In response to James Penmans great question, on our Ask The Expert section:
Like most things in outdoor these days, the insulation or fleece layer is split between organic and synthetic products.
By far the most popular is synthetic fleece, which makes up a good 80% of the product used on the hill in the UK and further afield. Whilst most of the major brands have their own in house fleece mini brand (TKA from The North Face, for example), the market leader is Polartec. The main Polartec offering ranges in weight from 100 to 300, with the larger number being a thicker, more insulative garment. A Polartec 300 weight fleece will keep you nice and snug in all but the coldest of conditions. Click here to see a list of all our fleece, from lightweight summer fleece top to heavyweight winter hooded fleece jackets.
Other synthetic insulation layers can include heavier duty materials like Primaloft, which is also used in synthetic sleeping bags. Garments like The North Face Redpoint Jacket or the Mountain Equipment Fitzroy Jackets are great examples of this. They can be used over a base layer in mild to cold conditions or under a shell jacket when it gets really cold. One thing to look out for here, is the hood. Many of the better synthetic fill jackets have an insulated hood, but you need to ensure it will work with the hood on your shell jacket.
Finally, more Organic offerings using Merino wool are available. Icebreaker (a Webtogs favourite) make a 320 range of Merino Wool mid layers, the Rock Zip being a good example. Merino wool garments have a better warmth to weight ratio, so a 300 weight synthetic fleece will be thicker than an equivalent Merino wool garment offering the same insulative value. SmartWool are also in the mix for merino base layer and they make some really cleaver, warm and comfortable merino products, including socks and underwear.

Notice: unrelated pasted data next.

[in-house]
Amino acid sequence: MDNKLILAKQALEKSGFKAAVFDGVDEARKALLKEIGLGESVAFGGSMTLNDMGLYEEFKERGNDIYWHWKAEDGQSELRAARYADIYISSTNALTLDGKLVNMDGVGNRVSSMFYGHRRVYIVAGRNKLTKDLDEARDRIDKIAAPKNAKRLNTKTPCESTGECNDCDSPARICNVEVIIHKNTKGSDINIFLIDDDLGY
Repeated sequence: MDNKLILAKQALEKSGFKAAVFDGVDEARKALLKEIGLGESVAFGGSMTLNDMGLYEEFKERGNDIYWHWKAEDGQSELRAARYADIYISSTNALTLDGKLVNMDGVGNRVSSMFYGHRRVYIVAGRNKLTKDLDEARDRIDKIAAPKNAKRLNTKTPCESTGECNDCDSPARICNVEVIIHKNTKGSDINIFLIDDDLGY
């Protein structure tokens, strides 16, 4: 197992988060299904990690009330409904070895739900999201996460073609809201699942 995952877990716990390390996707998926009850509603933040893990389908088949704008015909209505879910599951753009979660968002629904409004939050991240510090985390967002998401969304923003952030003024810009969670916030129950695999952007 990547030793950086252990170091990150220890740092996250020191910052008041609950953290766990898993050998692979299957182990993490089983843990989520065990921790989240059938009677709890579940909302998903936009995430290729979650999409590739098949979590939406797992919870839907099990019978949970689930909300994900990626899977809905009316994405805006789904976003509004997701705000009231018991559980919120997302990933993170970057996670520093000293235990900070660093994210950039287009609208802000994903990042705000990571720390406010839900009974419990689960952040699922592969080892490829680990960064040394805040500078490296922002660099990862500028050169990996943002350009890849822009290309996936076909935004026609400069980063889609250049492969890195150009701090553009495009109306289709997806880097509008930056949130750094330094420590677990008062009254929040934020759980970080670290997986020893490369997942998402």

On more of a technical side note, when it’s really cold, nothing beats down based products for cold (but dry) insulative value. Down’s primary method of keeping you warm is the loft effect, where the down separates and traps air, which in turn provides excellent insulation. It’s for this reason that down doesn’t actually work that well as a mid layer, as any layer on top will prevent the loft and hence hamper the insulating effect.
So, short answer, the warmest mid layer out there will be one of the synthetic fill jackets, closely followed by a good 300 weight fleece. When buying a fleece it is worth paying the extra for top fabrics like Polartec, they will last longer and are much more resistant to pilling, which is where the fleece bubbles into small knots, harming it’s integrity.
In our opinion if you were to start from the beginning then ideally you’d have a close fitting, long sleeve merino wool base layer then on top you’d put a mid to heavy weight Polartec fleece – you can choose between a 1/4 and full zip, the 1/4 will be warmer but the full zip is easier to take off or put on. The above the fleece a lightweight synthetic jacket like the Montane Fireball or a forth coming Polartec Alpha product. If it’s really cold (and dry) then add a down jacket to seal in that warmth and block out the wind.